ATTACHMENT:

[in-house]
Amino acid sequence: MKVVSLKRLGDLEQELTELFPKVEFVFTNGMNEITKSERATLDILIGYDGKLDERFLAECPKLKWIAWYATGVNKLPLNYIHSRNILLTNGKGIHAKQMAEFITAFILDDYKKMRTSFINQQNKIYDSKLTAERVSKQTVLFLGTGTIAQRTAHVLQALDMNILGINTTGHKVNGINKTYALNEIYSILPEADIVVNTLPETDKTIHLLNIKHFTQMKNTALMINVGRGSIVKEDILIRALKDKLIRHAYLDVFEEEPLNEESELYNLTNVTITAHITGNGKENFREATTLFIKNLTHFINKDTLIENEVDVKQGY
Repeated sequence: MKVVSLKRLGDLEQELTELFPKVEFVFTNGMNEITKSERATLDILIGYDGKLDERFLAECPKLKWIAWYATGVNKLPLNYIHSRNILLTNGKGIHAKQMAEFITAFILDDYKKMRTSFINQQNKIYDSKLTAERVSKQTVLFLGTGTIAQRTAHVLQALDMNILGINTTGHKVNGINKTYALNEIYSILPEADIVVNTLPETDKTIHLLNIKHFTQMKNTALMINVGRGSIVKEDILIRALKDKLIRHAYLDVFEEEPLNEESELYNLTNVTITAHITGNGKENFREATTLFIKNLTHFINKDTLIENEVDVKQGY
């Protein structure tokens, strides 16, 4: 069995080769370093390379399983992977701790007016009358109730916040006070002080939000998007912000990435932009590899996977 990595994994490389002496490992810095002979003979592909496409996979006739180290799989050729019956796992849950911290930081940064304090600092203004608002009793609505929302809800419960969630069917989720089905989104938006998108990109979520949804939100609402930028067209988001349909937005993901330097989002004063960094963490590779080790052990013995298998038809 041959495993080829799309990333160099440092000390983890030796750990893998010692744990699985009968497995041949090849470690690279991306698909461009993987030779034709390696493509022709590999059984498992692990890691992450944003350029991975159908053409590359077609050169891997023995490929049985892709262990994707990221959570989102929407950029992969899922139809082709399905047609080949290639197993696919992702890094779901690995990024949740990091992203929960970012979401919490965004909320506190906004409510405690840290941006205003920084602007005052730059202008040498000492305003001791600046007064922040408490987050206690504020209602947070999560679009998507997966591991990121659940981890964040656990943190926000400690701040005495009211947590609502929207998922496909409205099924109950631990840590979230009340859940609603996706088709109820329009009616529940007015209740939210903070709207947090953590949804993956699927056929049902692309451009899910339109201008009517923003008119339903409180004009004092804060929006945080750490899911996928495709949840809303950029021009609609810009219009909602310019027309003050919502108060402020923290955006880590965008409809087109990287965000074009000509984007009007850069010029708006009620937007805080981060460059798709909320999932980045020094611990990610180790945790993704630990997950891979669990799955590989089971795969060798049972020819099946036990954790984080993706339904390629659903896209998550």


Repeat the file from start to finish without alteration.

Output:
[in-house]
Amino acid sequence: MKVVSLKRLGDLEQELTELFPKVEFVFTNGMNEITKSERATLDILIGYDGKLDERFLAECPKLKWIAWYATGVNKLPLNYIHSRNILLTNGKGIHAKQMAEFITAFILDDYKKMRTSFINQQNKIYDSKLTAERVSKQTVLFLGTGTIAQRTAHVLQALDMNILGINTTGHKVNGINKTYALNEIYSILPEADIVVNTLPETDKTIHLLNIKHFTQMKNTALMINVGRGSIVKEDILIRALKDKLIRHAYLDVFEEEPLNEESELYNLTNVTITAHITGNGKENFREATTLFIKNLTHFINKDTLIENEVDVKQGY
Repeated sequence: MKVVSLKRLGDLEQELTELFPKVEFVFTNGMNEITKSERATLDILIGYDGKLDERFLAECPKLKWIAWYATGVNKLPLNYIHSRNILLTNGKGIHAKQMAEFITAFILDDYKKMRTSFINQQNKIYDSKLTAERVSKQTVLFLGTGTIAQRTAHVLQALDMNILGINTTGHKVNGINKTYALNEIYSILPEADIVVNTLPETDKTIHLLNIKHFTQMKNTALMINVGRGSIVKEDILIRALKDKLIRHAYLDVFEEEPLNEESELYNLTNVTITAHITGNGKENFREATTLFIKNLTHFINKDTLIENEVDVKQGY
């Protein structure tokens, strides 16, 4: 069995080769370093390379399983992977701790007016009358109730916040006070002080939000998007912000990435932009590899996977 990595994994490389002496490992810095002979003979592909496409996979006739180290799989050729019956796992849950911290930081940064304090600092203004608002009793609505929302809800419960969630069917989720089905989104938006998108990109979520949804939100609402930028067209988001349909937005993901330097989002004063960094963490590779080790052990013995298998038809 041959495993080829799309990333160099440092000390983890030796750990893998010692744990699985009968497995041949090849470690690279991306698909461009993987030779034709390696493509022709590999059984498992692990890691992450944003350029991975159908053409590359077609050169891997023995490929049985892709262990994707990221959570989102929407950029992969899922139809082709399905047609080949290639197993696919992702890094779901690995990024949740990091992203929960970012979401919490965004909320506190906004409510405690840290941006205003920084602007005052730059202008040498000492305003001791600046007064922040408490987050206690504020209602947070999560679009998507997966591991990121659940981890964040656990943190926000400690701040005495009211947590609502929207998922496909409205099924109950631990840590979230009340859940609603996706088709109820329009009616529940007015209740939210903070709207947090953590949804993956699927056929049902692309451009899910339109201008009517923003008119339903409180004009004092804060929006945080750490899911996928495709949840809303950029021009609609810009219009909602310019027309003050919502108060402020923290955006880590965008409809087109990287965000074009000509984007009007850069010029708006009620937007805080981060460059798709909320999932980045020094611990990610180790945790993704630990997950891979669990799955590989089971795969060798049972020819099946036990954790984080993706339904390629659903896209998550």